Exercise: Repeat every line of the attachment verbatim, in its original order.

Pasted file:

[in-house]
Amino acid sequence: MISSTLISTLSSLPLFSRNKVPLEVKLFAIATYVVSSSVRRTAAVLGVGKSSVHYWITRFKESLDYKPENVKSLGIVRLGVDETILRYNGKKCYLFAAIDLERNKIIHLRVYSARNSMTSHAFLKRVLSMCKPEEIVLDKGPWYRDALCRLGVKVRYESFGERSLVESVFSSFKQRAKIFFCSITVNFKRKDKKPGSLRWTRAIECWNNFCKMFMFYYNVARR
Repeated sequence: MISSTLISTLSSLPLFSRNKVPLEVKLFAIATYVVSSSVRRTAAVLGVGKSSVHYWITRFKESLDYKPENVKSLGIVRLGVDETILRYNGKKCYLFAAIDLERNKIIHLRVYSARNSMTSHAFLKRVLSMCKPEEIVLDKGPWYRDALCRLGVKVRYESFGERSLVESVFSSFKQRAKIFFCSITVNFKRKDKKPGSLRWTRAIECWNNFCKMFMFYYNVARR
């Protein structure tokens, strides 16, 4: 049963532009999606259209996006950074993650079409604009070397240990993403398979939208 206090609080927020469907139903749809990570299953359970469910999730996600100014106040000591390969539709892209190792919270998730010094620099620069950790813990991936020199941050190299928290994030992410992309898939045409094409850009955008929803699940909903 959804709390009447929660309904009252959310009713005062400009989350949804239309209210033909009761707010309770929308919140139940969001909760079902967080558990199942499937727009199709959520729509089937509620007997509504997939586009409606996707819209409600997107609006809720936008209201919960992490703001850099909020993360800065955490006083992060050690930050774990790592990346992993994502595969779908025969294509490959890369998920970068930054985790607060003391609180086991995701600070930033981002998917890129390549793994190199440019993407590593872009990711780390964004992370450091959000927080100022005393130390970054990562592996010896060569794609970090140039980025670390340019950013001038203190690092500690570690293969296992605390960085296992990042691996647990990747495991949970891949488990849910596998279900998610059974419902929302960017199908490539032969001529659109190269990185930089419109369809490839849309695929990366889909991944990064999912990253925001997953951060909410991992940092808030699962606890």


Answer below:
[in-house]
Amino acid sequence: MISSTLISTLSSLPLFSRNKVPLEVKLFAIATYVVSSSVRRTAAVLGVGKSSVHYWITRFKESLDYKPENVKSLGIVRLGVDETILRYNGKKCYLFAAIDLERNKIIHLRVYSARNSMTSHAFLKRVLSMCKPEEIVLDKGPWYRDALCRLGVKVRYESFGERSLVESVFSSFKQRAKIFFCSITVNFKRKDKKPGSLRWTRAIECWNNFCKMFMFYYNVARR
Repeated sequence: MISSTLISTLSSLPLFSRNKVPLEVKLFAIATYVVSSSVRRTAAVLGVGKSSVHYWITRFKESLDYKPENVKSLGIVRLGVDETILRYNGKKCYLFAAIDLERNKIIHLRVYSARNSMTSHAFLKRVLSMCKPEEIVLDKGPWYRDALCRLGVKVRYESFGERSLVESVFSSFKQRAKIFFCSITVNFKRKDKKPGSLRWTRAIECWNNFCKMFMFYYNVARR
């Protein structure tokens, strides 16, 4: 049963532009999606259209996006950074993650079409604009070397240990993403398979939208 206090609080927020469907139903749809990570299953359970469910999730996600100014106040000591390969539709892209190792919270998730010094620099620069950790813990991936020199941050190299928290994030992410992309898939045409094409850009955008929803699940909903 959804709390009447929660309904009252959310009713005062400009989350949804239309209210033909009761707010309770929308919140139940969001909760079902967080558990199942499937727009199709959520729509089937509620007997509504997939586009409606996707819209409600997107609006809720936008209201919960992490703001850099909020993360800065955490006083992060050690930050774990790592990346992993994502595969779908025969294509490959890369998920970068930054985790607060003391609180086991995701600070930033981002998917890129390549793994190199440019993407590593872009990711780390964004992370450091959000927080100022005393130390970054990562592996010896060569794609970090140039980025670390340019950013001038203190690092500690570690293969296992605390960085296992990042691996647990990747495991949970891949488990849910596998279900998610059974419902929302960017199908490539032969001529659109190269990185930089419109369809490839849309695929990366889909991944990064999912990253925001997953951060909410991992940092808030699962606890």